The entire, complicated and incredibly amusing plot revolves around a single dollar bill!
There's no need to recap the story, as the movie quickly turned into a Christmas classic and a comedy classic as well, coming from the state of grace period that director John Landis had during the first half of the eighties (remember Animal House, An American Werewolf in London, The Blues Brothers, Coming to America?).
State of grace that's extended here to the entire cast of actors appearing in the movie.
Dan Aykroyd, in perfect physical shape a la Elwood Blues, is great as an arrogant w.a.s.p. yuppie in the first part of the film and even greater and funnier as a desperate tramp (his dirty, hungry and drunk version of Santa Klaus is probably the funniest in cinema history!)
Eddie Murphy, playing a role that was originally written for the prematurely and tragically disappeared John Belushi, is equally entertaining.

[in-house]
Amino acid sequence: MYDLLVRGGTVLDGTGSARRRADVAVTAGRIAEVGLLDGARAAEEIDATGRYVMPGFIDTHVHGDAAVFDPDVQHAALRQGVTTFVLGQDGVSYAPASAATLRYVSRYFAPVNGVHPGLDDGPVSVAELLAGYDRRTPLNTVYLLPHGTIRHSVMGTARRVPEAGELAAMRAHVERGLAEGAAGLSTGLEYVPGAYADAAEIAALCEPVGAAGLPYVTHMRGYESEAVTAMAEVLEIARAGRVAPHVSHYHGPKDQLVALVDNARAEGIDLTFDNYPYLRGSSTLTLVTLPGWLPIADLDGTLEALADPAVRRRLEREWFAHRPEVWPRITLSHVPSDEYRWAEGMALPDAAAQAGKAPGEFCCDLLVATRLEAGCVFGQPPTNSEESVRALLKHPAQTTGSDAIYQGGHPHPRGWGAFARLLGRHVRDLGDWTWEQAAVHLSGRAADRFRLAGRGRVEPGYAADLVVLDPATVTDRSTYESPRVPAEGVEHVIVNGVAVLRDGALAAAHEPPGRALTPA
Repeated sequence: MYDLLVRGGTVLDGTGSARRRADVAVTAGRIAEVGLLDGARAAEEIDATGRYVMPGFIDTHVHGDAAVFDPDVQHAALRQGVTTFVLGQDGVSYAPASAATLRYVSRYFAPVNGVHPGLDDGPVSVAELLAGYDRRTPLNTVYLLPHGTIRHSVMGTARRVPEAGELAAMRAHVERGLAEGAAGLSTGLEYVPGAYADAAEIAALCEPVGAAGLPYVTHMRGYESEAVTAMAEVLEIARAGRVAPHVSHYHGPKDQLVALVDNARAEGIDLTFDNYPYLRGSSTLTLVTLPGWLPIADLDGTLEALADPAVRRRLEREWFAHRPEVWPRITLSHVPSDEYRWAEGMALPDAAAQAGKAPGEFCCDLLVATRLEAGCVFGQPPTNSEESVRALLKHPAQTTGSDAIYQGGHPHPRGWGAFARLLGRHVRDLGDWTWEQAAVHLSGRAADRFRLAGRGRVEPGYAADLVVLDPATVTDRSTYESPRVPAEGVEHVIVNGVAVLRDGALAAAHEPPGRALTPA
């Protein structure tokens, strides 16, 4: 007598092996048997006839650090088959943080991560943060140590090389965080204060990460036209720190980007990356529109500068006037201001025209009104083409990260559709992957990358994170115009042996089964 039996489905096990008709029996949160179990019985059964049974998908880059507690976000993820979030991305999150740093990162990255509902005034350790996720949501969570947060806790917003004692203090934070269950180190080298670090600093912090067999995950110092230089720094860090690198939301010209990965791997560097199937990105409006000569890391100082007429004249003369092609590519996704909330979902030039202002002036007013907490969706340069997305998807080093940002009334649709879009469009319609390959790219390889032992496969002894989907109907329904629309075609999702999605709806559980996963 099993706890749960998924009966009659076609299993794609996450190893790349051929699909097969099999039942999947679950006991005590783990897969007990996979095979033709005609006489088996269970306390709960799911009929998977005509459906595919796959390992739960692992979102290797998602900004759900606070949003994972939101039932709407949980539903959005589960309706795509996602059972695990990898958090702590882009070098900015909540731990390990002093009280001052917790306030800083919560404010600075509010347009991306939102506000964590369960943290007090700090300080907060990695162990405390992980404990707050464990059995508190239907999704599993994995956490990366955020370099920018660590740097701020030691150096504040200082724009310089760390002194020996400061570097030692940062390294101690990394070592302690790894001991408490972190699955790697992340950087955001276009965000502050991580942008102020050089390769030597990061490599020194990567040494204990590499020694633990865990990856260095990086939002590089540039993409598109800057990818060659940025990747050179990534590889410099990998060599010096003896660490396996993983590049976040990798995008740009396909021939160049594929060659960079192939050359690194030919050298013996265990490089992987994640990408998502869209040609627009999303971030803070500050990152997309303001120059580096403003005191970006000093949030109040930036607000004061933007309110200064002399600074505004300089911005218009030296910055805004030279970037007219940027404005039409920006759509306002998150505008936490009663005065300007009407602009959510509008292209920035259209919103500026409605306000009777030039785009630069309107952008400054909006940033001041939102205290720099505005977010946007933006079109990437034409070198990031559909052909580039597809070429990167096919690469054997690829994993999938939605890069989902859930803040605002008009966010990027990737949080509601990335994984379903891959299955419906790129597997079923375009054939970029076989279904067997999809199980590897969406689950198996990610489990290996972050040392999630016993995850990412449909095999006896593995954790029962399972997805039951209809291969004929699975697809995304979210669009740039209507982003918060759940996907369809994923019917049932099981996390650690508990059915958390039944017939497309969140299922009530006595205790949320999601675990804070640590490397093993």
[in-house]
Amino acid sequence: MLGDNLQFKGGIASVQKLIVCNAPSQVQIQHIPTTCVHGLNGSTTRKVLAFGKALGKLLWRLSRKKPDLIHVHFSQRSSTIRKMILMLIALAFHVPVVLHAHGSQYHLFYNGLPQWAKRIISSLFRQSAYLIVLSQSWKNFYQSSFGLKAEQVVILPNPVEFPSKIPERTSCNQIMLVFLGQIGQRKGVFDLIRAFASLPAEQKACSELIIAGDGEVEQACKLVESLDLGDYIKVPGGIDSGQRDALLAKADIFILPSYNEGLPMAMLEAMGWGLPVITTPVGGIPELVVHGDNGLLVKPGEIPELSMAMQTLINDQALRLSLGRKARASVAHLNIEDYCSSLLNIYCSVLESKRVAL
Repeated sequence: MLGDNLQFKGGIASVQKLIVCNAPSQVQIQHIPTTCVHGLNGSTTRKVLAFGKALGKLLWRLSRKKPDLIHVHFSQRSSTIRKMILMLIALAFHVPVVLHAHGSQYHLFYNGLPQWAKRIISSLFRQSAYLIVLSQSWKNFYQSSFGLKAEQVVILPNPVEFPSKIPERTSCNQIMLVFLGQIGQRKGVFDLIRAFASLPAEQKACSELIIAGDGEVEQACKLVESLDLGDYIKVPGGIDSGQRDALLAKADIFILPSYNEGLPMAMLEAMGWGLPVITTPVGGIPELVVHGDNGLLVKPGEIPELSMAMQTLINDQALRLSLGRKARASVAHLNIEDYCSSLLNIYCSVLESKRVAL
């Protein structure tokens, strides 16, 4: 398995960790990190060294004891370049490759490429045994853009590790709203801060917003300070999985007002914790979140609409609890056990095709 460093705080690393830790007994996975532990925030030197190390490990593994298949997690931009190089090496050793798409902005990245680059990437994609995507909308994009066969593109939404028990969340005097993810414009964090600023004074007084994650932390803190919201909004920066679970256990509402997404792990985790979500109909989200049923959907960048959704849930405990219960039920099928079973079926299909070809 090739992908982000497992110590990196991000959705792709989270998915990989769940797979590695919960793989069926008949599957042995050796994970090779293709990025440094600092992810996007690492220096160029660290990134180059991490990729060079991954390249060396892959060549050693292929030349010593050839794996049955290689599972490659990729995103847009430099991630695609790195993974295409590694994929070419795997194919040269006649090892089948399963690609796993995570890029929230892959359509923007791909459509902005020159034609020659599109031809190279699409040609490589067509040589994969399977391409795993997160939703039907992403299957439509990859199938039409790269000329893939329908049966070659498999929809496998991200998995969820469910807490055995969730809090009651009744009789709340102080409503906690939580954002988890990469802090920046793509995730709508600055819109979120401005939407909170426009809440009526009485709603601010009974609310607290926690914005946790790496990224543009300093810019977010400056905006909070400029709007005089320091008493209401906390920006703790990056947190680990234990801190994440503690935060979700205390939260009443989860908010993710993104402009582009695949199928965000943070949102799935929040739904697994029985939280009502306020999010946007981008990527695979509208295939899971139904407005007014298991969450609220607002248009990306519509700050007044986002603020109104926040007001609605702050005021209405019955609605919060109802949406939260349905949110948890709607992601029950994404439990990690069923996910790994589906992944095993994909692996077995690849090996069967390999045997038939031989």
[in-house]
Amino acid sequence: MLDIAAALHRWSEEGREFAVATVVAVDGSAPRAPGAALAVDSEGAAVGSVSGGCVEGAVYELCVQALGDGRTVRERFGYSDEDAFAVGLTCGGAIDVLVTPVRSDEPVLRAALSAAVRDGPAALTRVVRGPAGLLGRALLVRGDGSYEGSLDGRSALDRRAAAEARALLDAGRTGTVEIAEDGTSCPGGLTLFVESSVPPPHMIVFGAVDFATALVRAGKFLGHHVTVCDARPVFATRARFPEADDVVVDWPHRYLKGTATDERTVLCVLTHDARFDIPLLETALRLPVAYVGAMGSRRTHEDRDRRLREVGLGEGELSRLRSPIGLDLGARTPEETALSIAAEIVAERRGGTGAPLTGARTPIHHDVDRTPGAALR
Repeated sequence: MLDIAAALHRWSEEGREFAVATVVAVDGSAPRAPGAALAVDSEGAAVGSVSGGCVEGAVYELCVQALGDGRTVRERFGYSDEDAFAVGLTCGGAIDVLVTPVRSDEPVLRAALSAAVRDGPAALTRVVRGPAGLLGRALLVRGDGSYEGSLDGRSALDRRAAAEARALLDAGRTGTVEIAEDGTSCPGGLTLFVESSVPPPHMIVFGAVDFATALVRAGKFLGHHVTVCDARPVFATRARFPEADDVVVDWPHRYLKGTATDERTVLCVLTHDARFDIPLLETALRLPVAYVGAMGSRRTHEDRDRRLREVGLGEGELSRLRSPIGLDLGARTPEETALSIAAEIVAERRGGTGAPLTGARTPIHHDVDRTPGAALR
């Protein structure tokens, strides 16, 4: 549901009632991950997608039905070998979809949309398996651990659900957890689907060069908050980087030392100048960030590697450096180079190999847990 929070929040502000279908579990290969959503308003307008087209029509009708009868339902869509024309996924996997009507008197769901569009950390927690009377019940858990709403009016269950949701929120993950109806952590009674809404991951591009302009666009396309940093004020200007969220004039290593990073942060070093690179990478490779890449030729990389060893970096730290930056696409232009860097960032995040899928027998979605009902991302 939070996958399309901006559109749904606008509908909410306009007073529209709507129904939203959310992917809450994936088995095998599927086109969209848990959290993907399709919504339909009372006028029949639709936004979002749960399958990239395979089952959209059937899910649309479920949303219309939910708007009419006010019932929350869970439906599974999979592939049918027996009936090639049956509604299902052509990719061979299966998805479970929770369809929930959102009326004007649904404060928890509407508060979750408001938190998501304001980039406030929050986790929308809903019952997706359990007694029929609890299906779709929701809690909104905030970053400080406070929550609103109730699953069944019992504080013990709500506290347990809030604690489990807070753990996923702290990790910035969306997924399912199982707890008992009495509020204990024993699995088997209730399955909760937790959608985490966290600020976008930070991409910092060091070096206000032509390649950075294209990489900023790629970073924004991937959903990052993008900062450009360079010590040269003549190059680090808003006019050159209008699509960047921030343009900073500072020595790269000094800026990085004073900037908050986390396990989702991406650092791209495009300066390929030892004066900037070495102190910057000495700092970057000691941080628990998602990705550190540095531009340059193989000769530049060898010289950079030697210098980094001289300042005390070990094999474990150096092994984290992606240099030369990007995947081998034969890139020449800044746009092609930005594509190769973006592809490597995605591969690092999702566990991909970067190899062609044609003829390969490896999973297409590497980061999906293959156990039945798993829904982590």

Then, there's the astounding beauty of Jamie Lee Curtis, whose nudities and smiles from this movie are simply unforgettable.
It's also impossible not to mention three actors in non leading roles that really shine here: Denholm Elliott as Coleman, the perfect butler, Don Ameche and Ralph Bellamy as the evil tycoons, the brothers Duke.
Finally, there's that unique vein of levity and madness that only John Landis at his best was able to create.
The train scenes, for example, are pure Landis.
There's nothing more to add: just sit down, relax, and enjoy this jem that is quintessentialy from the eighties and their edonistic spirit.
And if you already saw the movie many times, you can watch it again and again with the same amount of enjoyment and laughs (this is another peculiarity of the best comedies from John Landis)!